14. Nashville Kat

    Nashville Kat Active Member

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    I'm just going to throw this in here- having skimmed some of the early posts, but not having read this whole thread-

    Does the fact that your fuel line is not working with gravity have an effect?- from the pictures earlier it looks as if the fuel filter is BELOW the carb- The motor uses very small amounts of fuel- does it suck that hard through all revs? have you run it with a more verticle line, or with no filter?

    just some thoughts...
     
  15. Kevron99

    Kevron99 New Member

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    Nope..it still not idling. The engine still revs high on clutch lever half way press and engine stalls at full clutch lever being pressed.

    Here's what I have done and still not idling.
    1. Made sure clutch cable is not binding with throttle cable
    2. Remove clutch spring cable.
    3. Re-overhaul the carbs and clean with carbs cleaner. Made sure I can see a tunnel running through the jets and no clog.
    4. Re-orient the gas line to upright vertical position.
    5. Change the spark plugs to NGK B6HS and gap to 0.28
    6. Replace spark plug cable to 7mm Accel copper braided high voltage radio resistant cable (really cool)
    7. Solder and insulate (heat seal) the cdi black and green wire to the magneto wire. Now it is permanently attached.
    8. Bought new fuel and mix 20:1 synthetic oil
    9. Punch small hole on gas cap
    10. Make sure the throttle springs back and the slider needle is set to proper position
    11. Tried different needle e clip position from first slot to the fifth slot.
    12. Inspect clutch, magneto and engine sprocket for anomaly (everything looks ok)
    13. Made sure throttle cable has no slack and not to tight.

    After all this...I will replace:
    1. Carburator
    2. Throttle cable (the cable that is currently installed has a very small bent or kink inside the throttle housing)
    3. New SBP gas filter
    4. Intake Manifold - Dax
    5. Throttle housing with kill switch - Dax

    I am awaiting all of the above parts to arrive. I hope one of this parts will solve the issue.

    Thanks - I will let you know of the progress.

    Kevron / Ron :-||
     
  16. george_n_texas

    george_n_texas New Member

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    I hate to say this but you would be surprised how many computers I have fixed by a simple wire being unplugged...have you tried bypassing the filter that is running uphill to the carb?
     
  17. wjliebhauser

    wjliebhauser New Member

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    This is a stumper. Kevron99, and with deference and respect to all the other posts, I wouldn't spend too much time messing with anymore electrical at this point. I cannot imagine any scenario where the mag, plug, or wires could keep the thing from ideling down. Kill it, yes, as was suggested, if the stress-movement of the clutch lever, cable, or actuator is causing a bare wire to move and short or disconnect...but not prevent idling.

    I think you have two unrelated issues. Here are some ideas:
    - motor kill on full clutch disengage: pull the clutch cover (plate with screws on right side, opposite of chain sprocket). look at the inside of the cover to see if there are any marks on the inside of it. Work the hand lever and see if it all seems to be working correctly. Go ahead and start it and see if it still dies with the cover off. I think maybe something is wrong, maybe in manufacture, causing the clutch plate or shaft to be pushed out past its design limit, and the clutch plate or shaft is jamming against the cover, or the shaft is too long...or the actuator cam on the other (left side, behind another cover) is in wrong, sloppy...or it is adjusted too far. I don't think you should have a fully disengaged clutch at only 50% of lever pull, it should be adjusted so it is just barely disengaged when the clutch lever is held down by the little 'locking' button...somethng ain't right.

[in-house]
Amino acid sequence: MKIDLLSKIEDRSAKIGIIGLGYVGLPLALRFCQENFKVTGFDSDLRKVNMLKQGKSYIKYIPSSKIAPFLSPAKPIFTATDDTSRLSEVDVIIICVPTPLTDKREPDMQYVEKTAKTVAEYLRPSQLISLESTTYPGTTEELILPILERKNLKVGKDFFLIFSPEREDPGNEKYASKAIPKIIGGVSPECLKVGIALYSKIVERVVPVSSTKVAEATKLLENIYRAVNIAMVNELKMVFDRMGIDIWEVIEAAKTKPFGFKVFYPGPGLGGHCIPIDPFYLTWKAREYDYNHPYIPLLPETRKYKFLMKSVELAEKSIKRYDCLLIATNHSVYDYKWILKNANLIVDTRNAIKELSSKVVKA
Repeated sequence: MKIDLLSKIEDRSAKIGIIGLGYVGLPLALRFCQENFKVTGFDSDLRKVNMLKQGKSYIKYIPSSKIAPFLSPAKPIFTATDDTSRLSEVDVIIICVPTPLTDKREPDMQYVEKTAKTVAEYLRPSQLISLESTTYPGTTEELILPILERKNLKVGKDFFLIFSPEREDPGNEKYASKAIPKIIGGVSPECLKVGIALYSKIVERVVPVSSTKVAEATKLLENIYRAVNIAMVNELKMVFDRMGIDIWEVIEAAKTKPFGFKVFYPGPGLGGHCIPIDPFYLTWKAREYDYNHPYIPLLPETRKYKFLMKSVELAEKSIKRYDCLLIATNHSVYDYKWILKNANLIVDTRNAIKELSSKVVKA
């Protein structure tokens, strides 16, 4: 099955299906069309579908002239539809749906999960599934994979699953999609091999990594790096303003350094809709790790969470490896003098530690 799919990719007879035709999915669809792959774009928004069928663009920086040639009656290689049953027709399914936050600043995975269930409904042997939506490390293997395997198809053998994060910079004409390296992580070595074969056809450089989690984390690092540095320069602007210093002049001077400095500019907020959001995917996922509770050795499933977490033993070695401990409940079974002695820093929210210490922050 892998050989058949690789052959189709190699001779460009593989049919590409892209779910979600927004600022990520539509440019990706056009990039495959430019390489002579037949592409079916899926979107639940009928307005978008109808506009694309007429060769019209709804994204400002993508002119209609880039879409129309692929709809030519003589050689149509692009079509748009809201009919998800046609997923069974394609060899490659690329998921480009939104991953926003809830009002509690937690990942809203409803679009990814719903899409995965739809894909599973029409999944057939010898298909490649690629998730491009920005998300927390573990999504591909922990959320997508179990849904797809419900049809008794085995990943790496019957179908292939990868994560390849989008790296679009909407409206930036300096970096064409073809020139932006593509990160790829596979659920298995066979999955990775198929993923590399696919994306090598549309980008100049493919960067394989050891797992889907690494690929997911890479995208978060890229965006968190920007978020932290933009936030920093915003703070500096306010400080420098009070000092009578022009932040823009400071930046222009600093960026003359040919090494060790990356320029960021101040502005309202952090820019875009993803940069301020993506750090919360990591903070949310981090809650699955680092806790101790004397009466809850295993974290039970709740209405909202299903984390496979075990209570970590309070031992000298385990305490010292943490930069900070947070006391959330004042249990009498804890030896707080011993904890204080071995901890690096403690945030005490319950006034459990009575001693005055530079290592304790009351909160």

-idle: I would reroute the fuel line to make a straight gravity flow to the carb too, but that is to prevent air locks or other issues. I trust you know if you have sealed and tightened the carb and intake. And a small air leak will keep it from ideling low and nice, but not keep it racing all the time. Fuel line looks like it is siphoning ok, and I can't see how it would keep it from idling if it is getting enough fuel to run at igh speed. My guess: On my initial build, I had the throttle cable too tight; you have to be careful up at the throttle handle end and at the carb. It looked fine all buttoned up on the outside, but the throtle was at least 50% open when the hand throttle was fully released. Take that throttle mechanism all apart, and reassemble it carefully to make sure the cable in the hand throttle is threaded right and throttle is rotating through its full arc with the cable on, same as it rotates without cable.

    Hang in there! Take it from an old man, stuff like this can drive you crazy, but I can honestly say, after 40+ years of wrenching, when you finally figure it out, you will a) kick yourself for not seeing it sooner, and b) have a grin from ear to ear! I can tell you are frustrated, but you'll get it. It's just some metal and plastic parts and pieces, and you can outsmart it!
     
  18. Bikeguy Joe

    Bikeguy Joe Godfather of Motorized Bicycles

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    Did you ever pull the clutch cover to see if that's what's killing it when you fully disengage the clutch?
     
  19. Bikeguy Joe

    Bikeguy Joe Godfather of Motorized Bicycles